Read 6615 times

Related items

  • Kill The White Knight

    There is a reason we do not teach classes on fixing failing projects. Many a cynic feels that we simply do not want to teach our trade, however, our reason is far nobler—we should be teaching prevention rather trying to create white knights to save the day. It is the same philosophy as building a fence at the cliff's edge rather than an emergency room at its base. Our language is replete with idioms telling us to look past the symptom and address problems at their root cause. 'An ounce of prevention versus a pound of cure' or 'a stitch in time saves nine.' Please, feel free to supply your own in the comments. Unfortunately, most of our businesses loathe this philosophy, waiting to address an issue until it is irrefutably broken.

  • The Executive-Project Manager Gap

    It was such an innocuous question, "Working on an article; what is the biggest problem you see with project governance at orgs? Can you comment?" Can I comment? Really? That is like cheese to a mouse. Where could I start—bureaucracy, draconian process, poor executive sponsorship, disengaged leaders? Plenty of fodder, because they all lead to project failure. I fired off, "Creating an over bureaucratic morass stifling innovation & implementing process instead of cultivating leaders." Then the maelstrom started and it went directly to the gap between the executives and projects managers. Naomi Caietti, Robert Kelly and I had a great conversation. Most of the thread is below.

  • Disband Your PMO

    After nearly 30 years of project work, I struggle to understand the role of a project management office (PMO). Even though, I have written of the pros and cons, and read a plethora of articles, opinions, and how-to guides little has been done to convince me that the PMO is reducing project failure. It seems to be nothing more than a tool to fill a void in leadership? Even the acronym, which is so widely thrown around, has little meaning as the "P" has no less than four meanings. It is an executive's crutch for their lack of understanding in how projects work. These, like other, unattended holes in the corporate accountability create opportunities for new and greater bureaucracies and empires that further obfuscate accountability.

  • Strategic Alignment: The Key To Project Success

    Buy it now!

    Project success rates for many companies and government organizations are dismally low, yet executives never seem to look at the big picture. They continue to make adjustments in the way projects are run by addressing isolated problems. However, projects are part of a much larger system and should be addressed in that context. To do that, companies must define how their strategic plan will use people, projects, and technology to achieve their goals. This paper discusses one approach to make this happen.

  • Challenges In Executive Project Sponsorship

    Buy it now!

    eCameron took a serious look at project sponsorship by conducting a series on non-scientific interviews. Initially the focus was the healthcare industry. As patterns started to emerge, however, others outside of that industry expressed serious interest. To address that interest and better understand the larger issue we expanded the interviews to outside healthcare. Candid and confidential interviews were conducted with project related personnel including executives, sponsors, project managers, and Project Management Office (PMO) managers. In summary:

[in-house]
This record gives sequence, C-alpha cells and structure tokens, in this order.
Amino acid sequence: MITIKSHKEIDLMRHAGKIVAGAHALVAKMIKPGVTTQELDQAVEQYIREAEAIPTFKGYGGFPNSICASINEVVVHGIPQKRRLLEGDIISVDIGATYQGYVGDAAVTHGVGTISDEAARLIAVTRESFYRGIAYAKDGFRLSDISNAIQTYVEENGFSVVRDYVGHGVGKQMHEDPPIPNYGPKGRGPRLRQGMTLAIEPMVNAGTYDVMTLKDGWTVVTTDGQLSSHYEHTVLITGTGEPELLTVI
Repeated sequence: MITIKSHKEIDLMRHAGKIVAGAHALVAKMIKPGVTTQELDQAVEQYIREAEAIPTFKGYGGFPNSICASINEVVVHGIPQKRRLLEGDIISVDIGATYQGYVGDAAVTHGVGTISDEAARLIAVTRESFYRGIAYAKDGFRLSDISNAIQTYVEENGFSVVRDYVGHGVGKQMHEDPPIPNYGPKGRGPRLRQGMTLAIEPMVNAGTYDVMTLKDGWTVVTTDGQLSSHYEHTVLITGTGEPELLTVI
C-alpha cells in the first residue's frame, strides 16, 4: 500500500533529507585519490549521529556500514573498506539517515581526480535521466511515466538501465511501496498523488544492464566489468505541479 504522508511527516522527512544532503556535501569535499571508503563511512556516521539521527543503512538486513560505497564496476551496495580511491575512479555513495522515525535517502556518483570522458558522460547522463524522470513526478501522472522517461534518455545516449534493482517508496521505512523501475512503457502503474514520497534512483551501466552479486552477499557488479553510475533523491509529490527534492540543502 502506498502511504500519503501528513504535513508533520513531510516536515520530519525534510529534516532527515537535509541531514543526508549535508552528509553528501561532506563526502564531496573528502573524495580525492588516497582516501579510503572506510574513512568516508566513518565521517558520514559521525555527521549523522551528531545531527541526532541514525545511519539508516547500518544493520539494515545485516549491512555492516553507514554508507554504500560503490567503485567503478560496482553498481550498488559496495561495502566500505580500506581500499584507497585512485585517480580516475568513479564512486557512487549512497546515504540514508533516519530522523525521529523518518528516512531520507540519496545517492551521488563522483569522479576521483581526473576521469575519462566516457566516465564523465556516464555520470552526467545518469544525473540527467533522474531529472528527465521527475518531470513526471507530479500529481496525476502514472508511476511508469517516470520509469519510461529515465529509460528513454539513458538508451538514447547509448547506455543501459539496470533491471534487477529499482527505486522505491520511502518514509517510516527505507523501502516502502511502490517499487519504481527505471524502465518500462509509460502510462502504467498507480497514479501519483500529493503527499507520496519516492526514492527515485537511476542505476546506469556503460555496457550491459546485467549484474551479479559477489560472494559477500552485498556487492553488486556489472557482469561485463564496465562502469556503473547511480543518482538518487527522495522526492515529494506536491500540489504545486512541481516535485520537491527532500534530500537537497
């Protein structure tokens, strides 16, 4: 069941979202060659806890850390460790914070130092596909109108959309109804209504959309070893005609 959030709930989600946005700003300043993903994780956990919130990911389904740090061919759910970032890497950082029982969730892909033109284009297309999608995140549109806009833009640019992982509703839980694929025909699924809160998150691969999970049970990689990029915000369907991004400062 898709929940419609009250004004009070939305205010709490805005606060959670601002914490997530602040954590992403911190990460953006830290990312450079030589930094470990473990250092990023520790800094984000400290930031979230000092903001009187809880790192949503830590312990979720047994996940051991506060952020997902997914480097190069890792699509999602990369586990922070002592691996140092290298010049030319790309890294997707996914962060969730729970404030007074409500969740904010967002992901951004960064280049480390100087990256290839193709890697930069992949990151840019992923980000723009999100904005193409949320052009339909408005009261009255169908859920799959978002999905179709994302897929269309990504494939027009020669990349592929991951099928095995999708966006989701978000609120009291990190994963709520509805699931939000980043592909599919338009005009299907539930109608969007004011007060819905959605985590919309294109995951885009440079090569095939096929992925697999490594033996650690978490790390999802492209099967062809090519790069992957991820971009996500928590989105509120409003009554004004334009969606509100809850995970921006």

• Sponsorship is an issue in all business domains.
    • Good sponsorship is an essential component in creating successful projects.
    • Many issues are pervasive across industries.
    • Sponsors need to work with project managers to design a successful project outcome.
    • Sponsor roles are neither properly defined nor supported.

    This white paper presents the results of the research and highlights areas where organizations need to improve to change their project success rates.

Leave a comment

Filling Execution Gaps

Available Worldwide

Filling Exectution Gaps cover

Filling Execution Gaps is available worldwide. Below are some options.


PG DirectLogo
Limited Time Price $20.99
Amazon logo
Book or Kindle
Flag of the United States Canadian Flag Flag of the United Kingdom Irish Flag Deutsche Flagge
Drapeau Français Bandiera Italiana PRC flag
Japanese flag
Bandera de España
Flag of India
Bandera de México
Bandeira do Brasil
Flag of Australia
Vlag van Nederland
DeG Press Logo
Barnes and Noble Logo
Books a Million Logo
Booktopia Logo
Worldwide: Many other
book sellers worldwide.

Rescue The Problem Project

Internationally acclaimed

Image of RPP

For a signed and personalized copy in the US visit the our eCommerce website.

Amazon logo
Buy it in the United States Buy it in Canada Buy it in the United Kingdom
Buy it in Ireland Buy it in Germany Buy it in France
Buy it in Italy Buy it in the PRC
Buy it in Japan
Book sellers worldwide.

Upcoming Events

Other's References

More Info on Project Recovery

Tell me More!

Please send me more information
on fixing a failing project.